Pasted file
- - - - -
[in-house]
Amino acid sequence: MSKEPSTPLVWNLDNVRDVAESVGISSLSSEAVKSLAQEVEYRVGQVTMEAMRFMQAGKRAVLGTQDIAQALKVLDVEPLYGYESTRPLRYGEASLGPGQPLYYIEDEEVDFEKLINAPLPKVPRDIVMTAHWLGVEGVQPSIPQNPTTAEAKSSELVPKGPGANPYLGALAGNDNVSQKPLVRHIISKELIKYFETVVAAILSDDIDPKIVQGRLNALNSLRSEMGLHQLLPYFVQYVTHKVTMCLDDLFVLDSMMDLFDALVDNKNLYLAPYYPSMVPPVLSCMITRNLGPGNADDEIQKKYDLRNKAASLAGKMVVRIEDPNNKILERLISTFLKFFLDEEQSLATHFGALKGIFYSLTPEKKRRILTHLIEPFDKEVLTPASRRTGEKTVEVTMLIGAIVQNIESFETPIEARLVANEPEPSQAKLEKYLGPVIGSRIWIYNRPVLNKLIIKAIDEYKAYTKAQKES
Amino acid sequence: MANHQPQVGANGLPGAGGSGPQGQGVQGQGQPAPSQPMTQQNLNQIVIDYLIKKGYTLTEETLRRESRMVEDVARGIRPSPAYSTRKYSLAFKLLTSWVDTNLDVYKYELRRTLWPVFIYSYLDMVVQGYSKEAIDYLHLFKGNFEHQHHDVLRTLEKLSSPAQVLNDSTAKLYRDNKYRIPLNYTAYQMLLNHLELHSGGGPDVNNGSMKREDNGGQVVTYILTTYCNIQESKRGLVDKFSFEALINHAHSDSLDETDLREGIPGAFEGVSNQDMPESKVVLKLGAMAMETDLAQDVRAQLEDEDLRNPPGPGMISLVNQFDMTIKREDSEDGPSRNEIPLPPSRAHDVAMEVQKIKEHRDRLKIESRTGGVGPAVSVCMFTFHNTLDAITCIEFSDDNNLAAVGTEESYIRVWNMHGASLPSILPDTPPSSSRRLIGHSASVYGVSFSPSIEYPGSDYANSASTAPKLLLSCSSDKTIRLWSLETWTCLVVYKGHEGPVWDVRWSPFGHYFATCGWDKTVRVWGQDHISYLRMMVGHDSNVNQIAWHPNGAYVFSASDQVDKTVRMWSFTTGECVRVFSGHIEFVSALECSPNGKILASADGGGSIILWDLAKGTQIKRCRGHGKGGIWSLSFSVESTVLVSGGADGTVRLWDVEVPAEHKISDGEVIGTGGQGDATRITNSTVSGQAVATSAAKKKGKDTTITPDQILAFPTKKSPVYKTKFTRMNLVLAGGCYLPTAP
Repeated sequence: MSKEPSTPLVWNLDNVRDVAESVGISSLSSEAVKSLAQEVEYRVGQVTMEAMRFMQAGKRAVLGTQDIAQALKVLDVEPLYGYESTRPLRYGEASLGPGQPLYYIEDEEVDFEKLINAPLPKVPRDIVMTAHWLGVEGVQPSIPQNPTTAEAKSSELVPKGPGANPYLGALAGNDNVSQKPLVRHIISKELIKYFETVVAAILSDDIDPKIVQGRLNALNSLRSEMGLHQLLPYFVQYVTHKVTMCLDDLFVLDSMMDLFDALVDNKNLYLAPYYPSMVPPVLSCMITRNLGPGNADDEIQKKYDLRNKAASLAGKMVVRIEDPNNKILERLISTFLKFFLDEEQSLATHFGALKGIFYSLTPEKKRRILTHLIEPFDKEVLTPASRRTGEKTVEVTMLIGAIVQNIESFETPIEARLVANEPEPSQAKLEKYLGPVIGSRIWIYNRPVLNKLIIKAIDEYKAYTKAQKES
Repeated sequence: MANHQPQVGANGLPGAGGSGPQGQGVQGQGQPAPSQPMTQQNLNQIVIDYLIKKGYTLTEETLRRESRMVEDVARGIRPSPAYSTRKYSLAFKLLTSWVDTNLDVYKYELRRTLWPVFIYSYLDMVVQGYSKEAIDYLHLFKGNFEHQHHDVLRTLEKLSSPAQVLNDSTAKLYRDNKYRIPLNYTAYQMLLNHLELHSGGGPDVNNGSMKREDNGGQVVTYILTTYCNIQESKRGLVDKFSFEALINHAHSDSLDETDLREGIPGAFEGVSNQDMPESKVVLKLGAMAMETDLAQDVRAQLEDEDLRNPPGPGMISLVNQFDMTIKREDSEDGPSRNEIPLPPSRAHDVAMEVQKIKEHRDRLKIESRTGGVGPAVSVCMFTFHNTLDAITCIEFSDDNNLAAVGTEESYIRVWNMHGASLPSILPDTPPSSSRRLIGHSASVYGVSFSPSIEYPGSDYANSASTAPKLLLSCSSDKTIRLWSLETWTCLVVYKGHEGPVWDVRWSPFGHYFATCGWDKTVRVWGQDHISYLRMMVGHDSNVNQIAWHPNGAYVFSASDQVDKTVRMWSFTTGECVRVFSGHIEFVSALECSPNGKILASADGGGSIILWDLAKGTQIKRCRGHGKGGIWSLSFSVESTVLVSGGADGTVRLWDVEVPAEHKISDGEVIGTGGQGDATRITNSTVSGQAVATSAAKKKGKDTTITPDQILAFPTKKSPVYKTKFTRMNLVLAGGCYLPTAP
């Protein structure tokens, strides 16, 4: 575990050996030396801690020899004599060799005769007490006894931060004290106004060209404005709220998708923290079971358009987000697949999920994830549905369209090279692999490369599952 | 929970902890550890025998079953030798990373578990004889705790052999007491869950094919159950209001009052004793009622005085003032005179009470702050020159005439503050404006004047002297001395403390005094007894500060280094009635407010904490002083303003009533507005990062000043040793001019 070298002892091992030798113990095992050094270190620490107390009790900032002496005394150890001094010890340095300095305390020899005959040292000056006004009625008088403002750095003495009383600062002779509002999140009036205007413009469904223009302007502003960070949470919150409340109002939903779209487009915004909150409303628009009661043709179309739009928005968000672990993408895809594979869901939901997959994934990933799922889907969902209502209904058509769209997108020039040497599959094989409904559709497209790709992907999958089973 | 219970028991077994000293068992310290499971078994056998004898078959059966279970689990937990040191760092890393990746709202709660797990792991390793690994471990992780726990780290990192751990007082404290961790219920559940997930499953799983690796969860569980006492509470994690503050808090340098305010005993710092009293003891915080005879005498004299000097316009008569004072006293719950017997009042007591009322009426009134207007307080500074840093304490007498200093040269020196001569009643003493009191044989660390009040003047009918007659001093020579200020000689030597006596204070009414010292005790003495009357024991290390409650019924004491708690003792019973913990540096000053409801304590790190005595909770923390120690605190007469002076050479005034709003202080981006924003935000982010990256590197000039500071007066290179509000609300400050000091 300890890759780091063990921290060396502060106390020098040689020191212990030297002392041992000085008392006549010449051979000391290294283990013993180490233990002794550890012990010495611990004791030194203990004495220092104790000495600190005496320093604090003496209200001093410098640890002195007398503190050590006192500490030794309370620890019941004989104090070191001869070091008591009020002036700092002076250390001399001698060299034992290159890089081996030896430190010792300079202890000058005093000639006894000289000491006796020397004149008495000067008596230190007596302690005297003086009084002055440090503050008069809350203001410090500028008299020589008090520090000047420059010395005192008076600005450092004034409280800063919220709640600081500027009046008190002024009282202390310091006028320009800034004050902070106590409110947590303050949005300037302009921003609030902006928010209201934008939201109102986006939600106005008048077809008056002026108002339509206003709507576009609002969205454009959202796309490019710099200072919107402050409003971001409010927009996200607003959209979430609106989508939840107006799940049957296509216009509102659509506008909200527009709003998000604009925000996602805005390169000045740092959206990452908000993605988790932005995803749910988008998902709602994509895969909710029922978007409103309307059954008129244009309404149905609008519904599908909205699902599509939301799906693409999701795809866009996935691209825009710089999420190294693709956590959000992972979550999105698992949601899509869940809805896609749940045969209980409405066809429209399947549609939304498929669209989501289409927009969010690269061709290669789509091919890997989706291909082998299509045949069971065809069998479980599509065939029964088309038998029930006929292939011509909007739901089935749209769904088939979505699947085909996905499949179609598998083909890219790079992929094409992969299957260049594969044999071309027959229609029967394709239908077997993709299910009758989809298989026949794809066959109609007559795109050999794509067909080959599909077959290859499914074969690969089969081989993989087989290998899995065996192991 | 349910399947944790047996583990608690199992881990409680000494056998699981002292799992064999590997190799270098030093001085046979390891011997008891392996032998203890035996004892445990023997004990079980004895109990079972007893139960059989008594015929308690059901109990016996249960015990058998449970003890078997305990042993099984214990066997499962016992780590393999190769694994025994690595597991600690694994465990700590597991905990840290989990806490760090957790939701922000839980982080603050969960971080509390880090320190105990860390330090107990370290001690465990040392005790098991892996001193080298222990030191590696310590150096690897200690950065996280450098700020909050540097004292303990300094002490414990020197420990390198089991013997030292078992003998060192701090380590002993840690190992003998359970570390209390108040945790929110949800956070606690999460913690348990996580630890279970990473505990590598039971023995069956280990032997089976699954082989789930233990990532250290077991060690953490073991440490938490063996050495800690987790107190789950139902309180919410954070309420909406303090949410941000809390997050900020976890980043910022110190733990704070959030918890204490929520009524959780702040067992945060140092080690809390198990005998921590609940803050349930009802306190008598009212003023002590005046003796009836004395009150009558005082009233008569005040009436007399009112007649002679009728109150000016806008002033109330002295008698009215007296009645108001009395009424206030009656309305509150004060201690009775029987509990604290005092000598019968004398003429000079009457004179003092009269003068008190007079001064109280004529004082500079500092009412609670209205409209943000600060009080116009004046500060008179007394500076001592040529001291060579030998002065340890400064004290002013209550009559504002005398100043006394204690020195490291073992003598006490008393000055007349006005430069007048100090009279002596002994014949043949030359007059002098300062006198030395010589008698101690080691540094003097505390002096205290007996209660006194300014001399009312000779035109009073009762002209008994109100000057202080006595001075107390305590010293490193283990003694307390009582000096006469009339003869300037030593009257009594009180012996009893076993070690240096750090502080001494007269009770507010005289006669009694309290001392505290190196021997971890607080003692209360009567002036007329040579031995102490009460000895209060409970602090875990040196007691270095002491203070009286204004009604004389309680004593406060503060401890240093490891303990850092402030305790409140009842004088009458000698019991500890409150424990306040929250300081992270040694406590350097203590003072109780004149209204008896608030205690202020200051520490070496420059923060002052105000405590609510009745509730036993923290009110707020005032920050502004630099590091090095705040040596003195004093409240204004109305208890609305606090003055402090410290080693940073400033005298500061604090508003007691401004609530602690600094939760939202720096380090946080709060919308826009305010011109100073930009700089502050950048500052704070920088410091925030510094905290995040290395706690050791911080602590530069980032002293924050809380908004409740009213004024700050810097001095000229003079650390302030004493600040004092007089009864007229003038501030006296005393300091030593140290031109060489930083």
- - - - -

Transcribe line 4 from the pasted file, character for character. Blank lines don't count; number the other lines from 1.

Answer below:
Repeated sequence: MSKEPSTPLVWNLDNVRDVAESVGISSLSSEAVKSLAQEVEYRVGQVTMEAMRFMQAGKRAVLGTQDIAQALKVLDVEPLYGYESTRPLRYGEASLGPGQPLYYIEDEEVDFEKLINAPLPKVPRDIVMTAHWLGVEGVQPSIPQNPTTAEAKSSELVPKGPGANPYLGALAGNDNVSQKPLVRHIISKELIKYFETVVAAILSDDIDPKIVQGRLNALNSLRSEMGLHQLLPYFVQYVTHKVTMCLDDLFVLDSMMDLFDALVDNKNLYLAPYYPSMVPPVLSCMITRNLGPGNADDEIQKKYDLRNKAASLAGKMVVRIEDPNNKILERLISTFLKFFLDEEQSLATHFGALKGIFYSLTPEKKRRILTHLIEPFDKEVLTPASRRTGEKTVEVTMLIGAIVQNIESFETPIEARLVANEPEPSQAKLEKYLGPVIGSRIWIYNRPVLNKLIIKAIDEYKAYTKAQKES